Last year, my mom was diagnosed with breast cancer. She had a lumpectomy and radiation and was very quiet about the whole thing. She put her head down and got through it without saying much of anything. At the time, it seemed like I was more upset about it than she was (I mean jeez Mother, I’d already informed you that you were not allowed to get it, and you were not following directions!).
Meanwhile, my diagnosis has upended my entire life. I’m off work. I’m telling everyone and their dog what this experience is like. Was she braver than I am for pushing through without saying a word? Should I be quiet or attempt to work through my treatment? Would that make me stronger? Or am I braver than my mom for sharing my experience? What is strength, anyway?
A lot of people get cancer. I’m sure everyone reading this has been touched by it in some way or another — if not personally, then by someone you know well. Five girlfriends of mine had/have it (four breast, one thyroid). My mom, two aunts, and two grandmothers had it (all breast). My cousin had lymphoma. And there are lots of acquaintances, too.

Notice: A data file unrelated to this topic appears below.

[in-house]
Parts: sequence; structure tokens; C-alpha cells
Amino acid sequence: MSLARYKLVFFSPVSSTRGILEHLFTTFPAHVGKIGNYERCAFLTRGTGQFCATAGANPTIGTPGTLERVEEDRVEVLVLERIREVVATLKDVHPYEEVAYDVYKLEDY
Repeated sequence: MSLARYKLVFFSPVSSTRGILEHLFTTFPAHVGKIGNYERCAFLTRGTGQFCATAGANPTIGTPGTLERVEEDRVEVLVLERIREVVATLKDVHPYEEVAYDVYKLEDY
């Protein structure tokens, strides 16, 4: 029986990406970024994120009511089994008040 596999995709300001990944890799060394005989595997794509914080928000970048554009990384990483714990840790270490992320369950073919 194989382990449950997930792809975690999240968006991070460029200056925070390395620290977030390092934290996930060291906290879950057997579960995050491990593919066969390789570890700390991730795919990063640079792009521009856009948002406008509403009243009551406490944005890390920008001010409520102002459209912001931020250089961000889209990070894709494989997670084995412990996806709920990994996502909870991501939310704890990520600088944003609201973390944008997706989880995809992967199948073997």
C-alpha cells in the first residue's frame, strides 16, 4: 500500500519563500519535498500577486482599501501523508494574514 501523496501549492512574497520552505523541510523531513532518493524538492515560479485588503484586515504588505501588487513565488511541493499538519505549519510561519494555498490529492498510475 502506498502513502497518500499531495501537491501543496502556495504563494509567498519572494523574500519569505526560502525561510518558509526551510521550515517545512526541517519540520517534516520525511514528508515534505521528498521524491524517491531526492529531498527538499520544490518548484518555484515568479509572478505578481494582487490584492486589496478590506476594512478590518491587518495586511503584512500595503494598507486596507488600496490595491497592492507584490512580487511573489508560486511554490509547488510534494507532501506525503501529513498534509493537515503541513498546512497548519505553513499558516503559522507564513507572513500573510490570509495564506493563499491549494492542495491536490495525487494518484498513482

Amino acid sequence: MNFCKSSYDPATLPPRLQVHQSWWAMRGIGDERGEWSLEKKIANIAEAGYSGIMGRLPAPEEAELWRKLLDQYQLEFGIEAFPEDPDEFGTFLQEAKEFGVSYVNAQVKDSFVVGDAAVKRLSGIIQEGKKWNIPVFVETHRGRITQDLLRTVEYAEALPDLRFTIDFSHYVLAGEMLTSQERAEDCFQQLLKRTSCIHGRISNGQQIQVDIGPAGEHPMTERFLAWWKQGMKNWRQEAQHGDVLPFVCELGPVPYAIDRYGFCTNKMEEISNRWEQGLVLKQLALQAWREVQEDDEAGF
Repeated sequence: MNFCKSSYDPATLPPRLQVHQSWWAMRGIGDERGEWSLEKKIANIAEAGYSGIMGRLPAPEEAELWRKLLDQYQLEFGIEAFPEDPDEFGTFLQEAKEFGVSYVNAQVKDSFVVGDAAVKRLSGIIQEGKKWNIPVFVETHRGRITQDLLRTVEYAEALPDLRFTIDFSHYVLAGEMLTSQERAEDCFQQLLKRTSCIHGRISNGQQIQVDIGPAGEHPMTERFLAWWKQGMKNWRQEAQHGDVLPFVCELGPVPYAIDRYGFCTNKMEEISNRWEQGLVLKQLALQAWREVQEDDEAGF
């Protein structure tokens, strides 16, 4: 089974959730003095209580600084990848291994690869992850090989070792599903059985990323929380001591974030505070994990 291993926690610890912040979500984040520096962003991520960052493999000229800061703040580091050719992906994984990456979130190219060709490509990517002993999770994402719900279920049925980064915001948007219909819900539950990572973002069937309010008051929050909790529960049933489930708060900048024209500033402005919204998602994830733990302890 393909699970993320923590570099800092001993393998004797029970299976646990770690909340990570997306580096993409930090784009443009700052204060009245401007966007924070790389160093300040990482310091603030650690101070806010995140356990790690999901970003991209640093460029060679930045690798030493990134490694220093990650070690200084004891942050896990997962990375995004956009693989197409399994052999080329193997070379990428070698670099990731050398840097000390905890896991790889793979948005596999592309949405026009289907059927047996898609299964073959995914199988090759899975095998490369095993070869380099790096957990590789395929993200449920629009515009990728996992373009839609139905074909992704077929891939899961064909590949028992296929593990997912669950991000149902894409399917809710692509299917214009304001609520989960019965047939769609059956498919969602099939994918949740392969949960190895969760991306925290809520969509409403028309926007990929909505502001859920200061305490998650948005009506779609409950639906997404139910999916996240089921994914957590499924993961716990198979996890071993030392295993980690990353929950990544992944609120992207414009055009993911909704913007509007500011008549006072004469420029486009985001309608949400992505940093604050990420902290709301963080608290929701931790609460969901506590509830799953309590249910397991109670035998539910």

Yesterday, my earliest childhood friend came to visit. She had a different type of cancer at 29, and she handled it differently than my mom and I did. And last night, I talked with two friends who currently have breast cancer as well. Emotionally we’re all coping in different ways, and on top of that, we all marveled at how different our treatment regimens are. Three different women with three entirely different treatment plans, all tailored to our specific types of breast cancer. Thank God for modern science and how far we’ve come.